The obsession with determining exactly what text is “right” is a purely modern one. And it most often seems to be a way of disputing or rejecting traditional interpretations and asserting novel interpretations instead. There is actually no such thing as a truly “conservative” (in the traditional sense of the word, not in the way it seems to be bandied about today) Protestant. But then, most people today (at least in the US) don’t use “conservative” or “liberal” in anything like their original sense. I’m not sure there is any consensus on what the new meanings of the words are because they don’t seem to be used in any consistent fashion at all. Most often, they seem to be used either as pejoratives or to describe the group with which you associate. If that group uses one of the words, then in that context, the word means the things that the group says and the other word describes everyone else.

Or at least, so it seems to me.

4 Comments on “My Church History Perspective 5 – Translation and Textual Criticism”

  1. 1 Anne said at 7:39 pm on December 15th, 2009:

    At one point some years back, I decided to see what all the fuss was about on the gospels and which came first & all that. Being the type who doesn’t like to take the expert’s word (since your likely to get expert’s biases rather than solid data), I just got hold of the Greek received text for the four gospels, starting running comparisons on them & such. You know the “compare versions” function in MSWord is a handy tool. One of these days I may actually write up the whole set of what I noticed.

    Short version: certain accounts (but not all) are so similar between GMatt and GMark that I expect they shared a written source. I also suspect that the written source was not in Greek; too many places where they have different words or phrases that happen to mean the exact same thing, as if both were translated from an earlier account in another language. GMark leaves his original languages showing more often: “Rabbi” . “Korban”, etc.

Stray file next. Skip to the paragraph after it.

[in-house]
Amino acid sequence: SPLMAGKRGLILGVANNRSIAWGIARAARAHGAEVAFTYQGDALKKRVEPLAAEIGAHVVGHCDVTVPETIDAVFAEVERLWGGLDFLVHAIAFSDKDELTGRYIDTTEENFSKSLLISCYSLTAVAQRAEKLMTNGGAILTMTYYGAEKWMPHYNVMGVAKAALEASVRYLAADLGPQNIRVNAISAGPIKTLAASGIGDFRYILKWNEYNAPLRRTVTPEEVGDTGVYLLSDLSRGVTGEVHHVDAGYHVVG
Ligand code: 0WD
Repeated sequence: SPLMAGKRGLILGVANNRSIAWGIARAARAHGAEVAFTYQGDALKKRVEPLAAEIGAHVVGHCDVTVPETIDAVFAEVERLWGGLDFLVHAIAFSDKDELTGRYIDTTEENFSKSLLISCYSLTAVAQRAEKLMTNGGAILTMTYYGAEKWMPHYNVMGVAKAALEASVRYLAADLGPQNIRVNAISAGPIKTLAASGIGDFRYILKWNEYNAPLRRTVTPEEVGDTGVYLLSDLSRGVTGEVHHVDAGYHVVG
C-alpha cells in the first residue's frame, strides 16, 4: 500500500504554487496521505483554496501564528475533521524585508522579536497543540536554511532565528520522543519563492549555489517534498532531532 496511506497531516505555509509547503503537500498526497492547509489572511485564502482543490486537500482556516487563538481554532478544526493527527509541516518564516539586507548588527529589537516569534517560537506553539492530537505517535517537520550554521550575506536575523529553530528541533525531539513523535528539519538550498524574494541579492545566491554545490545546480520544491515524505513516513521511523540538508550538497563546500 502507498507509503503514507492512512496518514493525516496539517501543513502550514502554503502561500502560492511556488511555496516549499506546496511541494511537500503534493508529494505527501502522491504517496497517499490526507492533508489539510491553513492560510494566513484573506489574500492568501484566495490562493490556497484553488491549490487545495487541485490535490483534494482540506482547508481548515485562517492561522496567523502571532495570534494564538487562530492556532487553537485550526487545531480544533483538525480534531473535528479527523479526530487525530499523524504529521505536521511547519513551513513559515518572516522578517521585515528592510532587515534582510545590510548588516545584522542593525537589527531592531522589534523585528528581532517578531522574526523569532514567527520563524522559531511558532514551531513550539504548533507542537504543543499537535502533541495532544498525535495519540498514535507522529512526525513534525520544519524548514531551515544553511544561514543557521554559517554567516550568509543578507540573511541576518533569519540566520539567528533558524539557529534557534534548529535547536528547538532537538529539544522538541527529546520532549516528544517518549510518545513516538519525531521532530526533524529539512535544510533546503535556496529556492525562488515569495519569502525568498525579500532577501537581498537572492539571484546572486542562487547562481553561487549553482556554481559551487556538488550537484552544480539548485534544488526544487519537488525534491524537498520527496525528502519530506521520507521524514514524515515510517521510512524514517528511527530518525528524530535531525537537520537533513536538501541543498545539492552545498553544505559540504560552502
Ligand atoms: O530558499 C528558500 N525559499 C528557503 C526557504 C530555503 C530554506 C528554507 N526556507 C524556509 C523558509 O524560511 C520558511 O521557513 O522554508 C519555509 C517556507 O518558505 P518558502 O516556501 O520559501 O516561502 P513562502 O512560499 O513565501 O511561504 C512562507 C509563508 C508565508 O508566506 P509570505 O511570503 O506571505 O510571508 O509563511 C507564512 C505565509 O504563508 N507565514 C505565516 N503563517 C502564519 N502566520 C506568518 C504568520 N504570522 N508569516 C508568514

Now we know Matthew was said to have written “in the Hebrew tongue”. And we know our received GMatt is in Greek. So we’re missing a layer, when it comes to that.

    It’s interesting stuff, not 100% cut and dried.

    Take care & God bless
    Anne / LF

  2. 2 Scott said at 1:30 pm on December 16th, 2009:

    It will be interesting to read if you ever post your observations. My main point in that section is that an analysis of the text alone can’t actually tell you which one was written was first and certainly doesn’t provide enough information to overrule the actual historical statements we have. Moreover, since the interpretation of a text in and of itself is different for every individual, “conclusions” flowing almost exclusively from textual criticism reveals more about the person doing the analysis than anything “inherent” in the text.

    Grace and peace to you also over the holidays.

    However, if you keep signing Anne/LF, you’ll make me feel like I need to start signing everything Scott/Thariand. 😉

  3. 3 Anne said at 10:02 pm on December 17th, 2009:

    You know, that last part … it may be worth it. I have a follow-up question: with or without the little blue pentagram?

  4. 4 Scott said at 6:55 am on December 18th, 2009:

    Hmmm. Well I wouldn’t really be Thariand, Adept of the Blue Star without it, but I don’t think I’ve ever seen a smiley for it. 😛